PHRASAL VERBS in formal writing 

If you only learn one phrasal verb to use in formal writing, my recommendation would be carry out. This is extremely common and sounds much more impressive than ‘do’:

Researches have carried out experiments/tests on …

We have carried out  a thorough review of …

Other simple verbs could also be replaced in formal writing:

The railways brought about huge change. (= caused)

The discovery came about by chance. (= happened)

Unusually cold weather accounted for the rise in fuel use. (= explained)

It is usual to begin an essay or report with an introduction explaining its purpose and structure. For example:

This report consists of three main parts.

The essay focuses on Smith’s early life and expands on/builds on previous work by …

The final section is devoted to a discussion of …

In academic writing, it is usually necessary to refer to other sources:

As Brown points out …

Smith puts forward the theory that …

Her letters allude to the fact that …

This poem was originally attributed to Shakespeare.

It is also common to talk about the evidence you have to support the conclusions of your writing:

These results bear out earlier findings.

All the evidence points towards human error.

These recommendations are based on the results of extensive research.

Their team arrived at the same conclusions.

You may also wish to describe methods of research:

The questionnaires were followed up with interviews.

We had to factor in the effect of other treatments.

Eventually, the age range was narrowed down.

All the experiments were subjected to strict controls.

The team was then able to dispense with paper records.

The new procedures were phased in gradually.


What is reality?

The scientific worldview which so dominates our contemporary consciousness is not as innocent as it may at first seem. Arguably, it conceals as much as it illuminates. It gives us a distorted picture of what reality is.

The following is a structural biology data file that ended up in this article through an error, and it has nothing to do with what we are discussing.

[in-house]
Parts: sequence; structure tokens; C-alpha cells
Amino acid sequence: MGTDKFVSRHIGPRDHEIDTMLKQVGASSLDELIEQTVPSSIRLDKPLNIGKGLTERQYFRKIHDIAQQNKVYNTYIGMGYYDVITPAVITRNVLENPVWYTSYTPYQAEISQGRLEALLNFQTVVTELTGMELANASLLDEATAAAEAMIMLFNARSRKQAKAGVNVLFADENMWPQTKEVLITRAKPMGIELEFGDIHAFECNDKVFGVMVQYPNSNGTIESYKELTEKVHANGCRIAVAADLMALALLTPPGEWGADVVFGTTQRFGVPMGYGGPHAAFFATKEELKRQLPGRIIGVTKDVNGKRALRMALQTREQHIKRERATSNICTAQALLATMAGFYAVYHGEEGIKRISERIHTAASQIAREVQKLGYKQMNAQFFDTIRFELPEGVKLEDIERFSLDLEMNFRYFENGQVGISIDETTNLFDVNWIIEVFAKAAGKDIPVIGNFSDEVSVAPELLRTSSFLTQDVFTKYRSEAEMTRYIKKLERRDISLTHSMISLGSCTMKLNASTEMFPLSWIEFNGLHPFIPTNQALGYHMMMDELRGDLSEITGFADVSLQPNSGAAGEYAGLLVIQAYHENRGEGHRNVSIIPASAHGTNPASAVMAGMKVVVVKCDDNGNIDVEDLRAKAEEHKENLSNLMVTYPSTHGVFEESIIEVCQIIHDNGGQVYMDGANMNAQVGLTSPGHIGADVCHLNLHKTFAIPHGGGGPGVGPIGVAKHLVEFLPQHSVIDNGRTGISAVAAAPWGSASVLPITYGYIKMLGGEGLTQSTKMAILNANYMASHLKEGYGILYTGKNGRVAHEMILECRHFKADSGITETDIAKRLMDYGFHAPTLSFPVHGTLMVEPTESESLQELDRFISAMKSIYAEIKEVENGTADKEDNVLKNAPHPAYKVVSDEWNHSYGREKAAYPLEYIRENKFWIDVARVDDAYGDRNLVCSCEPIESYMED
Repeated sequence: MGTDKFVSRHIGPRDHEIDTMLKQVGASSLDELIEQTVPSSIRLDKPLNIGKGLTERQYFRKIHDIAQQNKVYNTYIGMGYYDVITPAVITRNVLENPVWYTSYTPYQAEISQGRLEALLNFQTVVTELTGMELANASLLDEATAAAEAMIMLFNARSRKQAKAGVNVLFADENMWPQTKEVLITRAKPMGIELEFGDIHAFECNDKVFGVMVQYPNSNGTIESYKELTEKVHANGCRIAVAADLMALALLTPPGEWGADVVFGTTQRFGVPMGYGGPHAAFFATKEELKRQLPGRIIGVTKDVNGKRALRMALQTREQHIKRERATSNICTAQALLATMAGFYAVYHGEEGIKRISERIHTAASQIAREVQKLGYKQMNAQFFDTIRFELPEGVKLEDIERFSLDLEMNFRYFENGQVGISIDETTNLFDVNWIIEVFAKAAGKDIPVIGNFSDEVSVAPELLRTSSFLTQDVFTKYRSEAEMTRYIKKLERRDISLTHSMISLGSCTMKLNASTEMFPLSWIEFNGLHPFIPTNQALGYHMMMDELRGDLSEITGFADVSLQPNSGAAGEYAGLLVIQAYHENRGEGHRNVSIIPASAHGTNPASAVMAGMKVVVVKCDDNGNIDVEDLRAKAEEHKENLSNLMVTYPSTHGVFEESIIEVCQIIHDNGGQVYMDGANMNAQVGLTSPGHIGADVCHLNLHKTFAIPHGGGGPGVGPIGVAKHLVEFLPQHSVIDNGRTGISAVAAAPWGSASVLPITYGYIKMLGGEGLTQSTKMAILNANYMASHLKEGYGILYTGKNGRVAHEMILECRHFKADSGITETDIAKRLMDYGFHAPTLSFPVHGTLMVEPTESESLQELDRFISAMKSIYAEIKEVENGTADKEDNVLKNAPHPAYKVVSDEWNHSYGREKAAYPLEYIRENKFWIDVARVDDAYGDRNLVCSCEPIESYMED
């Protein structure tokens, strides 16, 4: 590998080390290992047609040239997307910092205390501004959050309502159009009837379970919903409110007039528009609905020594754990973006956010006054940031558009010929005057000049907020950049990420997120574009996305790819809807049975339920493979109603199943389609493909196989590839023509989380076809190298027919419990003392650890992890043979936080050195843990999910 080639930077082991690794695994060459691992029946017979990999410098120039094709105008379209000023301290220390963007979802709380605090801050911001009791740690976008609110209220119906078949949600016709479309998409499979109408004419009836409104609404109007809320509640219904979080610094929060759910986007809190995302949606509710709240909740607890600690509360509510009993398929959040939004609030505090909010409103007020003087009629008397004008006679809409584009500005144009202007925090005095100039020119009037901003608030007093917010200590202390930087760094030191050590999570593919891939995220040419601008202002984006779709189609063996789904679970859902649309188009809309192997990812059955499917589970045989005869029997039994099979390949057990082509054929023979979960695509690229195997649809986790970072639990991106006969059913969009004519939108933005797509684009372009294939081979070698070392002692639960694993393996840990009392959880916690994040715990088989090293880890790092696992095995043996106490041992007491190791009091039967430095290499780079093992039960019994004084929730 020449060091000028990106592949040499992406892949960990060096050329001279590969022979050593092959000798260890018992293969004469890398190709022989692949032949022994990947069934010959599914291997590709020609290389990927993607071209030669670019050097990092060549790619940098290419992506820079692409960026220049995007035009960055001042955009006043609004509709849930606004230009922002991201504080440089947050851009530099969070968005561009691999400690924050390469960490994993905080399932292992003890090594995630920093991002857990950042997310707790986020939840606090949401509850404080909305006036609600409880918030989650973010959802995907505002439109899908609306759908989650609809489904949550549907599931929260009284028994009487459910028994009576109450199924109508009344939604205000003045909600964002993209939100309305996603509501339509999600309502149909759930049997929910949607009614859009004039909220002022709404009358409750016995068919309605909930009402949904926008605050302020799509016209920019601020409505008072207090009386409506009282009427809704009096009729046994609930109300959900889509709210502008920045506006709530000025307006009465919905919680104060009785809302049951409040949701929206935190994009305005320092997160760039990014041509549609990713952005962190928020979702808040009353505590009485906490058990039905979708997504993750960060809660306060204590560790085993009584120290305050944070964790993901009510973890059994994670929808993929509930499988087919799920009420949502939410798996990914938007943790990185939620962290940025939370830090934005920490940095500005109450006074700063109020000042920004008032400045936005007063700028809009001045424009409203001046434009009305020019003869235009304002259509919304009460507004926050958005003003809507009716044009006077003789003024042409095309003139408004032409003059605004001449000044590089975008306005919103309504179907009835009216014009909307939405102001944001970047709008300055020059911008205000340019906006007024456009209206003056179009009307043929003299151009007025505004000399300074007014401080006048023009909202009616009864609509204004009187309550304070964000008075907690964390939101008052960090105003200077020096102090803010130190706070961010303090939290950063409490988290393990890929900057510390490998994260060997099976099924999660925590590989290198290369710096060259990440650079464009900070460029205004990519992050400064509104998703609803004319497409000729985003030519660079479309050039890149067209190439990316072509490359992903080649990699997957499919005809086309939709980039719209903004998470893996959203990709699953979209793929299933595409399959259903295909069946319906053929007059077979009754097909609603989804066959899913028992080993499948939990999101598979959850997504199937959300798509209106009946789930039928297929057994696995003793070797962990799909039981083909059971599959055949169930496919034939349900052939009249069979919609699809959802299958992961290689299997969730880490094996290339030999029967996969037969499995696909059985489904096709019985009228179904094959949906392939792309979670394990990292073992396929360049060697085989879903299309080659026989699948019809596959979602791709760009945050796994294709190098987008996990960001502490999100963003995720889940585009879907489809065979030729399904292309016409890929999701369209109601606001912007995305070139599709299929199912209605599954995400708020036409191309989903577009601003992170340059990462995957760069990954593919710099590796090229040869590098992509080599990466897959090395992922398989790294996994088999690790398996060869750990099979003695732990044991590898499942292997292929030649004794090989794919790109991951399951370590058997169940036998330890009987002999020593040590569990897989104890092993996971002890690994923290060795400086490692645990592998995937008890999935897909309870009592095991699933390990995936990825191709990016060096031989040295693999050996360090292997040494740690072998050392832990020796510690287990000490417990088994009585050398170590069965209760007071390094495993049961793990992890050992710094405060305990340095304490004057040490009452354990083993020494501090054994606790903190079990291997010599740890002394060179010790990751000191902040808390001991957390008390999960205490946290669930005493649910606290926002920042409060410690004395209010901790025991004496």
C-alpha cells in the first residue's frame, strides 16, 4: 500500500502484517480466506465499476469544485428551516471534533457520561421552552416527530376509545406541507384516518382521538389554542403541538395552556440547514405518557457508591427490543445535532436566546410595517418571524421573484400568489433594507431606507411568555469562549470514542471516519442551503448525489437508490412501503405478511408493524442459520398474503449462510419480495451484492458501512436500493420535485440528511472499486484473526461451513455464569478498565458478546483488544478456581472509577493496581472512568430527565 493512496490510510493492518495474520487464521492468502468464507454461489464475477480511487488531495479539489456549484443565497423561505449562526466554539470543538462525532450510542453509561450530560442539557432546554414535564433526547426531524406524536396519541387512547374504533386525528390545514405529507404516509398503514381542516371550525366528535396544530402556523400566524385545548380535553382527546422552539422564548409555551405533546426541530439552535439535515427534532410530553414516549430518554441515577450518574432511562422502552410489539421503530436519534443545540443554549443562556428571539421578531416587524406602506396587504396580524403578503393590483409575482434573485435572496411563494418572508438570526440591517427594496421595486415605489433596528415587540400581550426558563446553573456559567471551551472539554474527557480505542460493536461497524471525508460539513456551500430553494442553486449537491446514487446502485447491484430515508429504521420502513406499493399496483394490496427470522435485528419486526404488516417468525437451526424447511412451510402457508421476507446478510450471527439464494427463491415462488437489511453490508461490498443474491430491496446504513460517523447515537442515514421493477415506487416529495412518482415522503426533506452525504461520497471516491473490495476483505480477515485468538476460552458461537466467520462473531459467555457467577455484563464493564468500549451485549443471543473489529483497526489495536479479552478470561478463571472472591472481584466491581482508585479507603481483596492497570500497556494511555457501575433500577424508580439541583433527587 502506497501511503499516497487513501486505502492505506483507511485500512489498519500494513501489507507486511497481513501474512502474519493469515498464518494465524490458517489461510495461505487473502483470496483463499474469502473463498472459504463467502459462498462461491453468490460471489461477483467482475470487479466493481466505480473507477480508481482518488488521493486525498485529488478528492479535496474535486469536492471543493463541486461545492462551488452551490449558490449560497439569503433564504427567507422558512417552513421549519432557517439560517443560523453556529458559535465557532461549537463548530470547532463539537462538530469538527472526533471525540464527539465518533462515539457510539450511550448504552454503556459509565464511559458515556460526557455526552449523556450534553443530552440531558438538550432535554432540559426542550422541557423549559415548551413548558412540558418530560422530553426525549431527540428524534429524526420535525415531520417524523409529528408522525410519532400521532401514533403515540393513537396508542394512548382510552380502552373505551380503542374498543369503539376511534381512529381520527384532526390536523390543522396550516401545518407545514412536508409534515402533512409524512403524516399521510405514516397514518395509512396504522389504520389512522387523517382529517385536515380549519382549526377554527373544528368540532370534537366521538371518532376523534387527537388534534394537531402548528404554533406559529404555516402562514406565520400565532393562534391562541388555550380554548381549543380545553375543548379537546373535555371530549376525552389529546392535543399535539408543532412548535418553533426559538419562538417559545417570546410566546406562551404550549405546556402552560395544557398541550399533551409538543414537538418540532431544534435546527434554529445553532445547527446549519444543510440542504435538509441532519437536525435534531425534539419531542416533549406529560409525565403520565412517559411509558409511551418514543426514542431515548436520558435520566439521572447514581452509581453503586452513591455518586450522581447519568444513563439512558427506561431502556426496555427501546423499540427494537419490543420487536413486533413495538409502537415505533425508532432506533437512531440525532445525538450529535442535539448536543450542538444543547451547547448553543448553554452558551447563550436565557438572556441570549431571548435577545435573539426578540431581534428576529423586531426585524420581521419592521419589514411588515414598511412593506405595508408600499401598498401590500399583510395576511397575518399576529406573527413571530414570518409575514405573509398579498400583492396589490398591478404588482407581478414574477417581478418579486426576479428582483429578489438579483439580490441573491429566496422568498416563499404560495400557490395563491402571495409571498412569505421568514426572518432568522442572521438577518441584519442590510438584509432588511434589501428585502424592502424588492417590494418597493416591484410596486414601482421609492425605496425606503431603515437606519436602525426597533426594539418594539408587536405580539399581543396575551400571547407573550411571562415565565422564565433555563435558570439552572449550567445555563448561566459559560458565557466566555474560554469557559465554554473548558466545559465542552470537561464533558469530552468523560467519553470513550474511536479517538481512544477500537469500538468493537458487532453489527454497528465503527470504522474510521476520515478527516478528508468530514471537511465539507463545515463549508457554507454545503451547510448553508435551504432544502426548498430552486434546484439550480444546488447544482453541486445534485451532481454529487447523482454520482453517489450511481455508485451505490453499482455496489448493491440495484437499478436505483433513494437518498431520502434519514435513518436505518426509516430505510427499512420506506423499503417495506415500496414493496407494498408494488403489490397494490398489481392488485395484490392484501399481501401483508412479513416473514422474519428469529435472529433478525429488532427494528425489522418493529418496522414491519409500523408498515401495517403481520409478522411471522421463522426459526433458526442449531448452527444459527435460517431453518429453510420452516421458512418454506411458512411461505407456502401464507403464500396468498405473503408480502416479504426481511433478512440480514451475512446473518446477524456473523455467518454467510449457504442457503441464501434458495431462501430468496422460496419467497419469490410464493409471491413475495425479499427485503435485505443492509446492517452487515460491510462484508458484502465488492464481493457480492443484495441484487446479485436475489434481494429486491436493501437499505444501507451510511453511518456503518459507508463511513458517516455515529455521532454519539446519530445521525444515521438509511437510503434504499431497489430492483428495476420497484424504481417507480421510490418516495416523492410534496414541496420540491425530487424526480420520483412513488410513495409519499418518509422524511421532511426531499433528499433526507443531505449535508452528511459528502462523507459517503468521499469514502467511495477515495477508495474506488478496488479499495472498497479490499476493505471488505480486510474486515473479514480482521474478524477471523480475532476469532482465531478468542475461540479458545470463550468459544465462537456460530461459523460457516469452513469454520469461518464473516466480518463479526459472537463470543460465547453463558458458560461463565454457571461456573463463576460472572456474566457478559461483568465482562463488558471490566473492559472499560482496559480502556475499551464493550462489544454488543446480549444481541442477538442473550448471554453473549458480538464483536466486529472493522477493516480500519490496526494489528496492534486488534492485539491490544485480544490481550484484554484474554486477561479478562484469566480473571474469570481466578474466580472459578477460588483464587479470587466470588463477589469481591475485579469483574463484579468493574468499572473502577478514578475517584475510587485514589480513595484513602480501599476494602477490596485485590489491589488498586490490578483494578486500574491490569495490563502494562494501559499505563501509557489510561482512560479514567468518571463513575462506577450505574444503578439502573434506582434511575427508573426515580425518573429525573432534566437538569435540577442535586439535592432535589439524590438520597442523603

For science, reality is supposed to be made up of objects and events that are entirely independent of the observer. It is assumed to be 100% objective - not shaped in the least by our perceptions of it. But is this what reality really is?

Let's take the example of a tree. What is a tree? To the Druids (a primitive society found in Northern Europe some 2,000 years ago) certain trees were sacred - they were dwelling places of gods. To a child who has a tree house, the tree is a place to play and perhaps also a place of refuge. To the artist it is a thing of beauty. To a lumberjack it is timber, and to the logging company it is a source of profit. To a scientist, by contrast, it is just a living organism capable of both respiration and photosynthesis with a specific place in the botanical taxonomy.

Does the scientist tell us what a tree really is, or does he just give us one possible way of looking at a tree? Must we say that the tree is not really holy or really beautiful - because these concepts are too subjective - and that the only truly objective concept of the tree is the scientific one?

What science does to the significance of things is truly bizarre. Since our ancestral apes rose up on their hind legs we have been trying to grasp the significance of things for us. The bright light shooting across the sky - is it a good or a bad omen? Everything had to have a human significance.

Science now tells us that in truth objects and events like this have no significance whatsoever. Our job is not to interpret them and give them a place in our social lives - rather our job is just to explain their causes and try to predict the future course of events.

Is this the truth about reality? If you found a tribe that still worships trees you would have to admit that trees really can be sacred. Anyone who stubbornly refused to admit this and who proceeded to take a chainsaw to one of the sacred branches would soon appreciate his error.

The point here is not that there are lots of different views about reality. The point is that societies constitute their own reality. Take the example of human rights. From the scientific point of view there is no such thing as human rights - there are individuals with genes and hormones and drives, but no rights. But if a society has the right laws and the right institutions for implementing and upholding those laws then human rights become a social fact. Reality for us is first and foremost a social construction, but all too often we forget that, partly because of a peculiarly scientific view of what is truly objective.

If you would like to try to use phrasal verbs in a formal writing choose your favorite topic and write about it. You can send us your writing to 

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